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Manhattan co-ops see record-setting prices while luxury sales decline

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Fewer closings at luxury buildings mean pricing was down this quarter

Central Park with 432 Park Avenue Joel Raskin/Curbed Flickr Pool

The third quarter of 2017 didn't bring the sky-high sales records New Yorkers have become accustomed to, as luxury inventory declined in Manhattan with over-priced listings continuing to drop out of the market.

"New development legacy contracts are running thin," says Jonathan Miller, the numbers whiz behind the Douglas Elliman market reports. He's referring to contracts signed a few years ago for luxury apartments in buildings like 432 Park Avenue and 30 Park Place, before the developments were ready for occupancy. As those contracts have closed over the years, it's shot the market pricing up. "This pipeline was skewed much higher in price, and as it is starting to dissipate, we see the market coming back to a more stable level," Miller says.

Still, that doesn't mean prices have significantly dropped off. The median sales price for Manhattan sales rose 9.3 percent from a year ago, to $1.17 million. (That number fell short of the prior quarter’s record.) Price per square foot declined 11.5 percent, to $1,678, while the average sales price slipped 1.3 percent, to $2,002,835.

The co-op and resale markets set records in the third quarter: the median sales price of a Manhattan co-op increased 8.3 percent to $850,000, a 28-year record high. For resales, the median sales price increased 1.9 percent up to $995,000, though inventory fell for a second consecutive quarter as the new development supply continued to expand.

Finally, luxury pricing is down across the board, with median sales price down 4.8 percent to $6,423,107, price per square foot down 6.1 percent to $2,868, and average sales price decreasing 8.3 percent to $8,091,277. Miller has noticed, with a softening demand for huge, ultra-luxury apartments, "a shift in the mix to smaller—not small—new development, in the second wave of development after the first wave of $10+ million units." He also noted that bidding wars remain less frequent for larger apartments.

The new development market for co-ops and condos was active, with the number of closed sales surging 69.5 percent and listing inventory rising 6.9 percent, but there were some price drops there too. The price per square foot for new development units fell 18.3 percent to $2,482, while the average sales price declined 26.8 percent to $4,256,992 and median sales price decreased 23 percent to $2,797,500.

Stribling found, despite the softening luxury market and a relatively flat quarter in terms of year-over-year pricing, that the third quarter brought more closings over $5 million than below $500,000. (Yes, that depresses us, too.) Of those closings, co-ops made up the largest share, with 51 percent, and condos totaled 44 percent of all deals.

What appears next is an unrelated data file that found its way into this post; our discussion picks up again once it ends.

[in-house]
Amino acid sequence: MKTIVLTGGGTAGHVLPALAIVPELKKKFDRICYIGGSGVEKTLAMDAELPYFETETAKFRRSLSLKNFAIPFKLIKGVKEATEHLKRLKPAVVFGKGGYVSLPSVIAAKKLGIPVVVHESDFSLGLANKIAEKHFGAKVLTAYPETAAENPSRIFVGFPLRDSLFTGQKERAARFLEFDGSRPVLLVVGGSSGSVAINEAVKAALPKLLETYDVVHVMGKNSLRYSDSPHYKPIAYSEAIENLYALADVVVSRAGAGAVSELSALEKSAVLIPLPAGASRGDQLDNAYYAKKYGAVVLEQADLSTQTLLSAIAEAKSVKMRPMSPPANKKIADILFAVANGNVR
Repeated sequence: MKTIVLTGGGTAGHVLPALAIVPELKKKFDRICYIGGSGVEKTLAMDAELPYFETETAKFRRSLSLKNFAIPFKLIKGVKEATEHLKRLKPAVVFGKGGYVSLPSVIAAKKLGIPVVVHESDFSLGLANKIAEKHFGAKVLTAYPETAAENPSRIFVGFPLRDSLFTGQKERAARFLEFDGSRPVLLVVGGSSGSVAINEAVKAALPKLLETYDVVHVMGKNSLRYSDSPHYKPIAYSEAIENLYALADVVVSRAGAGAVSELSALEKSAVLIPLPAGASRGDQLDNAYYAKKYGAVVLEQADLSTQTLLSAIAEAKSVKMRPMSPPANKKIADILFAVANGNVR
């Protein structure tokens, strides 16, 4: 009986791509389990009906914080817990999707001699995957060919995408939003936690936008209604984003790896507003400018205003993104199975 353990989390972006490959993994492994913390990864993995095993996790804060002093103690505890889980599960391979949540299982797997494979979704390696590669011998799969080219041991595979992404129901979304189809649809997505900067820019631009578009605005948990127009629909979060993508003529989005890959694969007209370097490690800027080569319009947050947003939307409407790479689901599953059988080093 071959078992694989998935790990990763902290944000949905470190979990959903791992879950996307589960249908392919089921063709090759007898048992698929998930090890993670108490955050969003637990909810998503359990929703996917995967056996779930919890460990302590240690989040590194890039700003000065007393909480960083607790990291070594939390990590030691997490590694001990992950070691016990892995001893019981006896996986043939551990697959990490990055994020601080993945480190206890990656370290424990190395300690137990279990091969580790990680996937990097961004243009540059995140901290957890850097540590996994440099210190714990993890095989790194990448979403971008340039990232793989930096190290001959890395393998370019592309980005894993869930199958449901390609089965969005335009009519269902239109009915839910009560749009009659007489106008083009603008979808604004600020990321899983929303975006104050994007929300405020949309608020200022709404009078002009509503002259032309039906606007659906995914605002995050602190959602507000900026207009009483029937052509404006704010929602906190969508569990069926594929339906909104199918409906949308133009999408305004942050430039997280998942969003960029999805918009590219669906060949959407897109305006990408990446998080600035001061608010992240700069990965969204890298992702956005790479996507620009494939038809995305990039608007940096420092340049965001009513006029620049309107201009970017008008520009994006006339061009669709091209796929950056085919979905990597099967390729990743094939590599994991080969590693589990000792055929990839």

Condos were the most expensive of the lot, with an average price per square foot of $1,819—though the report mentions that all condo unit types experienced price reductions, with four-plus bedrooms seeing the steepest declines. Also, Stribling says, $20 million-plus condo sales saw the biggest yearly price declines, with the average price per square foot dropping 21 percent.

Corcoran's report, too, notes that "for the first time in almost three years, market-wide prices declined." The reason? "Sellers of aggressively priced properties woke up to the market reality of buyer intolerance for over-priced properties, especially in the luxury co-op and new development sectors," according to the firm's market report.

The median price of a Manhattan studio, according to Corcoran, dropped 8 percent from last year to $475,000; one-bedrooms increased 4 percent to $835,000; two-bedrooms also increased 4 percent to $1.658 million; and three-plus bedrooms increased 5 percent to $3.85 million.

Halstead's arm for new development, the Halstead Property Development Marketing, released its own report specifically analyzing new development this quarter. "In Manhattan, the market sweet spot is under $5 million, and more attainable price points are doing best in both Manhattan and Brooklyn,” says Stephen Kliegerman, president of HPDM. He notes that absorption has gone down significantly in Brooklyn year-over-year, due to a dearth of large projects launching in the borough. (That's set to change soon, with some projects in the pipeline for 2018.)

In Manhattan, Harlem experienced the largest quarter-over-quarter average price per square foot increase for new developments. A 26.4 percent increase to $1,526 is mostly due to closings at Circa Central Park, according to HPDM.

Fred Peters, CEO of Warburg Realty, offered some predictions for the rest of the year in the firm's market report. "We don’t anticipate big changes in the market as we move into the final quarter of the year," he says. "Inventory absorption should remain steady, and well-priced properties will continue to sell, if in two months rather than two weeks. The market will disappoint sellers with even mildly unrealistic expectations, and reward buyers who act to lock in better prices."

But for now, he notes, the market is stable: "Lower than a year ago but not changing much in value from week to week. It’s a good time to do business."

432 Park Avenue

432 Park Avenue, New York, NY Visit Website

30 Park Place

30 Park Place, New York, NY

Circa Central Park

285 West 110th Street, New York, NY 10026 Visit Website